Special report: Construction in Beirut
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Lauritz Valvik Raustøl
Last updated: September 17, 2012

Saving Beirut’s architectural heritage

Pockets of Beirut’s architectural heritage have survived a history of destructive earthquakes and several long and bloody wars. Its survival is now determined by a different threat: politicians and real estate laws that value profit over heritage.

The Mediterranean capital expanded during the second half of the 19th century and became one of the most prosperous cities of the declining Ottoman Empire. According to Fadlallah Dagher, a former executive member of The Association for Protecting Natural Sites and Old Buildings in Lebanon (APSAD), the “Lebanese house” was invented during this period.

It can roughly be described as “a cube with a pyramidal red tile roof and a central bay of three arches on its north facade”, he says. In a country devastated by sectarianism, the house also symbolizes unity since its style was used among all communities in Lebanon. Such houses are now being destroyed to make space for modern profit-generating buildings.

“The situation is so bad and until now no actual law has been passed or even discussed. The municipality has no perception or view for the future of the city. The actual ruler is money and ignorance,” says Jana Aridi from the organization Save Beirut Heritage.

Walking through Beirut is, despite Aridi’s description, a fascinating experience. Lebanon’s history has shaped the Mediterranean capital into a peculiar mixture of war-torn houses, skyscrapers and old traditional architecture.

Yet, the central area of ‘Downtown’ is a perfect example of how the Lebanese are trying to modernize, earn money and forget past wars. It is fashionable, expensive - and new.

According to Aridi, several old pieces of architecture have been wiped out in order to construct the present buildings.

“The worst are the souks which represent a tragedy to the history and the original Beirutis. The big cinema, Rivoli, on the square from the 60s and the police stations are two examples,” she says.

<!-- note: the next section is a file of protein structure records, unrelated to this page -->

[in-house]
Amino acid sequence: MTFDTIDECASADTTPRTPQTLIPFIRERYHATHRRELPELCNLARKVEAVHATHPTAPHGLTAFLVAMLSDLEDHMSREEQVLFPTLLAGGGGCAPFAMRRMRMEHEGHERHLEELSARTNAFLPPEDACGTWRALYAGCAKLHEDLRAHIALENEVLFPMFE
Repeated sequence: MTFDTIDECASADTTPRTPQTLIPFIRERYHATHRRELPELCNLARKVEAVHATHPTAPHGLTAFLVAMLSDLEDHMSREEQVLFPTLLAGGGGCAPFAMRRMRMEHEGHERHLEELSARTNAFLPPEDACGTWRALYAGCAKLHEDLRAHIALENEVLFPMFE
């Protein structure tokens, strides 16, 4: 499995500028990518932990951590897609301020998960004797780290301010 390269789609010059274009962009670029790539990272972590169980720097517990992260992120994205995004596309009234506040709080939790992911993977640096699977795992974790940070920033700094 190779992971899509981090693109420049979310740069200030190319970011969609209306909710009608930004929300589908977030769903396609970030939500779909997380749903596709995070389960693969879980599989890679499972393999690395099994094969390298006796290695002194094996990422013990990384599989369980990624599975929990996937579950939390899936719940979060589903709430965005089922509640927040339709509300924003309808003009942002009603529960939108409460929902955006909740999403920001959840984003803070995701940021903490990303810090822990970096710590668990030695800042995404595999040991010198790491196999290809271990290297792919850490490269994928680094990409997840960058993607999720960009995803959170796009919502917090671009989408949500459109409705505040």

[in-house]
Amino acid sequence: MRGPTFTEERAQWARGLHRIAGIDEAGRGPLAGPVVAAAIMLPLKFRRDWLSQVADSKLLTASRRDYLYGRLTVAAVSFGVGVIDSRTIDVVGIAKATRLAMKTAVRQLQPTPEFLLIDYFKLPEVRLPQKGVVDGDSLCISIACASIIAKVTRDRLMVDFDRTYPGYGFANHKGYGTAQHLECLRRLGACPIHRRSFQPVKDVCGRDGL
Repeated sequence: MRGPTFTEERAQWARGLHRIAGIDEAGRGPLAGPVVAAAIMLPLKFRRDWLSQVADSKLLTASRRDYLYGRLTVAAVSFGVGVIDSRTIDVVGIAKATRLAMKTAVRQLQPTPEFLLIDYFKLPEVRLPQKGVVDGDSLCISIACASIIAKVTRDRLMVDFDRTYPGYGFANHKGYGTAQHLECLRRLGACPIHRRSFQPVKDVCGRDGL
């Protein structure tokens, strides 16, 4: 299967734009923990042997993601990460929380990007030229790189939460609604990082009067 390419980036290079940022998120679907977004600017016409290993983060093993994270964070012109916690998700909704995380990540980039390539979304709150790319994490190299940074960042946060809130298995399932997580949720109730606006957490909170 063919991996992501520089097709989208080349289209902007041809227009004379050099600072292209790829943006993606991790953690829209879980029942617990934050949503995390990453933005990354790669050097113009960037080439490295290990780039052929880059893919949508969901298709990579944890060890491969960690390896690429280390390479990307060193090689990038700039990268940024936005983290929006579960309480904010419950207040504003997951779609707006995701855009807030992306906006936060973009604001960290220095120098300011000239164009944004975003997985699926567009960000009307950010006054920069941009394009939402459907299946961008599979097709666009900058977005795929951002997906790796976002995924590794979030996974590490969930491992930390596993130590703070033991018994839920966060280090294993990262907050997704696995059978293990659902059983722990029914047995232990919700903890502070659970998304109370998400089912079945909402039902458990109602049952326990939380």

A bit further north, in the area of Sodeco, there is a traditional Lebanese house built on high stone arches. It has a six meters high-carved wood ceiling, and some of the most beautiful glass facades in the city.

This old piece of architecture is, according to Save Beirut Heritage, in danger of being demolished.

In the end of May, the organization stated that “while its demolition was initially refused by a council of architects and urban planners appointed by the Ministry of Culture, we have learned that Minister Salim Wardeh has overwritten the decision to preserve it and has granted a permit for at least its partial demolition. The council has since resigned”.

Minister Wardeh has not responded to requests by Your Middle East for a comment.

However, it looks like the demolition has been put on hold.

“It seems like the owner is aware of all the attention towards him from the media and public sector,” Aridi says.

The state of the building is, nevertheless, poor. According to Aridi, all the tiles have been removed, it has become a home for squatters, the water system is leaking into vaults on the ground floor, doors have been removed and the lime paint is peeling off.

She explains that owners of such houses that are interested in profit often ruin them intentionally.